In mid-February a California hospital paid $17,000 for ransomware crypto key. That is just one story of how the proliferation of the Crypto Virus is affecting many organizations. It unfortunately has happened to a couple of our clients in the last couple of months. We were able to avoid having those clients pay the ransom because of our Cloud Backup strategy but it still takes time and money in the end to get back to a normal state; not to mention the loss of productivity. We certainly have much better things to do with our time than restoring large amounts of data and reformatting the offenders PCs/laptops. The virus encrypts files so that they cannot be opened.

Signs you have the virus:

  1. You will know if you have this virus if you try to open a file that you had currently been working on and it states this file is encrypted or is an extension that is not able to be opened by this program.
  2. Another way to determine if you have been infected with this virus; you will see a few new files within folders or on your desktop.
    1. There are a couple versions going around but the general files will be a shortcut to a web page, a notepad document, and a picture. All of which will have instructions on how to resolve the issue asking you to pay the ransom.
    2. Sometimes these documents will automatically open upon logging into your computer.

The virus encrypts all of the files on that local PC and then starts to attack various files on the servers that the user has access to.

***If you think you might have the virus, immediately unplug from the network and contact your help desk***

How to prevent getting the virus

All of our customers have various software and hardware applications in place to protect the servers from such threats, but the people making these viruses are moving faster than the software vendors whose job it is to keep these viruses at bay.

  1. If you received an email and you are not sure that it is legitimate it probably is not
    1. There are emails coming out lately having an imbedded Voice Mail message; if your company doesn’t have this capability of having voice mails be delivered as an email or if the format of the email looks different don’t open the email and surely don’t click on any of the links or open the attachments.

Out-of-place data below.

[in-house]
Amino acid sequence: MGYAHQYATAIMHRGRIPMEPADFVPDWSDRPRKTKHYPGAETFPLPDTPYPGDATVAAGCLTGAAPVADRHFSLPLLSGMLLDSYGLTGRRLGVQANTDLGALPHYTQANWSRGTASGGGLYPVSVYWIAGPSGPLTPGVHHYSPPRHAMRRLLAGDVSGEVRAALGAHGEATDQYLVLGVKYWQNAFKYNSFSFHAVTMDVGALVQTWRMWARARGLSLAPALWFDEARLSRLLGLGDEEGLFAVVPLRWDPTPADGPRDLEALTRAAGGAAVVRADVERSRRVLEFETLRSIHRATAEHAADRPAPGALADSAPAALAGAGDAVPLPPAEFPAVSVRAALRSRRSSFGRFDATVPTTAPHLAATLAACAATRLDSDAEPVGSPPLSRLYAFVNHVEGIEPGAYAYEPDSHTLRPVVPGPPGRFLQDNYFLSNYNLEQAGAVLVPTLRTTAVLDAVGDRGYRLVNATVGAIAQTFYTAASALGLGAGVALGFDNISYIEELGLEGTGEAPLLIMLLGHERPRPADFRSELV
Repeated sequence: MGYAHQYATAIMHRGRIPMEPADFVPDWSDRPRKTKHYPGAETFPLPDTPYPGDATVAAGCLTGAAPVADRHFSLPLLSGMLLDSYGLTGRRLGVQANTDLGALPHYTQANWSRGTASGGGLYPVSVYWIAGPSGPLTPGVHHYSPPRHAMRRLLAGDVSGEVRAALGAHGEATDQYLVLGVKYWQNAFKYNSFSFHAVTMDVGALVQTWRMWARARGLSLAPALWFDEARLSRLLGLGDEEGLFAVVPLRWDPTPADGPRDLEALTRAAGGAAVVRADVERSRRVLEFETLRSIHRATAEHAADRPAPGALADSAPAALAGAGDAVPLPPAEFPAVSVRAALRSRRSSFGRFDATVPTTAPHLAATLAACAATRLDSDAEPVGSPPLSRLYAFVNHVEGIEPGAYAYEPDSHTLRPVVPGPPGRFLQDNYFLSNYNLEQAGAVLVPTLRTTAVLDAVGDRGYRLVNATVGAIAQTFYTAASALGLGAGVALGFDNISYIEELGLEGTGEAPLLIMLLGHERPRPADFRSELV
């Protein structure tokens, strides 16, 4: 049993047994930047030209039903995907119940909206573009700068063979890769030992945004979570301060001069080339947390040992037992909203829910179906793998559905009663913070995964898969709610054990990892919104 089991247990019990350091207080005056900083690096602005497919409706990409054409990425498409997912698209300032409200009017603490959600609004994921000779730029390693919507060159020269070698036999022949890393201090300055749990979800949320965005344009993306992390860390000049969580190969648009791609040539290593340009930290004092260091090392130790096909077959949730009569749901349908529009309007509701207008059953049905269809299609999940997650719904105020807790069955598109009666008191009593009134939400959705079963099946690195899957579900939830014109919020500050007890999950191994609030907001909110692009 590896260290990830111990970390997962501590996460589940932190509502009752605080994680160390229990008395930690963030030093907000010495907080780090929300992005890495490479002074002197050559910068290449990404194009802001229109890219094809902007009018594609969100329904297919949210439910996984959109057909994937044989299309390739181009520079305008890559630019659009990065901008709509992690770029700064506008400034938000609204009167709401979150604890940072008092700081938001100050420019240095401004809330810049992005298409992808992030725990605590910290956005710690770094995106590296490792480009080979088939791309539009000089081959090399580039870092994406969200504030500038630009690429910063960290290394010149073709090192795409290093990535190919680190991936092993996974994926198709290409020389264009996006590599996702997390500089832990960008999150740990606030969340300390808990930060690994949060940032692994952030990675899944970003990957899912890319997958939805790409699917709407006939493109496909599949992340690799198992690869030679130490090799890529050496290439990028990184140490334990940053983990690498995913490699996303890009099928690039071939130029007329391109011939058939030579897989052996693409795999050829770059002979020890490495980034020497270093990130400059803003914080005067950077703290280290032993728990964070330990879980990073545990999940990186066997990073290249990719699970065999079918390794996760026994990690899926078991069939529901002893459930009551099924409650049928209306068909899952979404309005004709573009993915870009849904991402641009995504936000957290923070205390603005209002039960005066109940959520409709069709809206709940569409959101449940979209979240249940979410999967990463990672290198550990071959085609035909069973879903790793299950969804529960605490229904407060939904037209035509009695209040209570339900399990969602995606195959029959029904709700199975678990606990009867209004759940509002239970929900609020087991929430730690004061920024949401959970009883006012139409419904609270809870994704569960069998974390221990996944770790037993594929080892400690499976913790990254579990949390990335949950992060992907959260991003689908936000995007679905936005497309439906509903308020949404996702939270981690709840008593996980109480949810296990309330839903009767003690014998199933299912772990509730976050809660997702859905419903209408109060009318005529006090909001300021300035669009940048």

2. Then there are always the FedEx and UPS messages that have a link to open for a package that didn’t reach your destination. If you didn’t send a package why open that email.
    3. Another email we have seen as of late is emails that appear to be from a bank. They will include an attachment asking you to open with information on deposits or money transfers. If you are not expecting an email from a bank or it is not your bank do not open the email.

Bottom line — be SMART. It just takes one person not paying attention and it could cost a lot of time and money to resolve an issue that could have been avoided in the first place.

  1. When surfing on the Internet; be smart there also; READ before you click. Don’t go to untrusted sites.
  2. Downloading programs:
    1. If you download a program make sure you read what you are downloading. Very often now when you go to download a legitimate program other software comes along with it.
      1. For example when you download a Java update; it shows that it is also going to download Chrome and some other toolbars. If you just take a second to read what you are downloading you have the option to deselect those options so they don’t come along with your software.
      2. All it takes is a couple of seconds to read through the download process instead of just clicking Yes and OK to every question that pops up.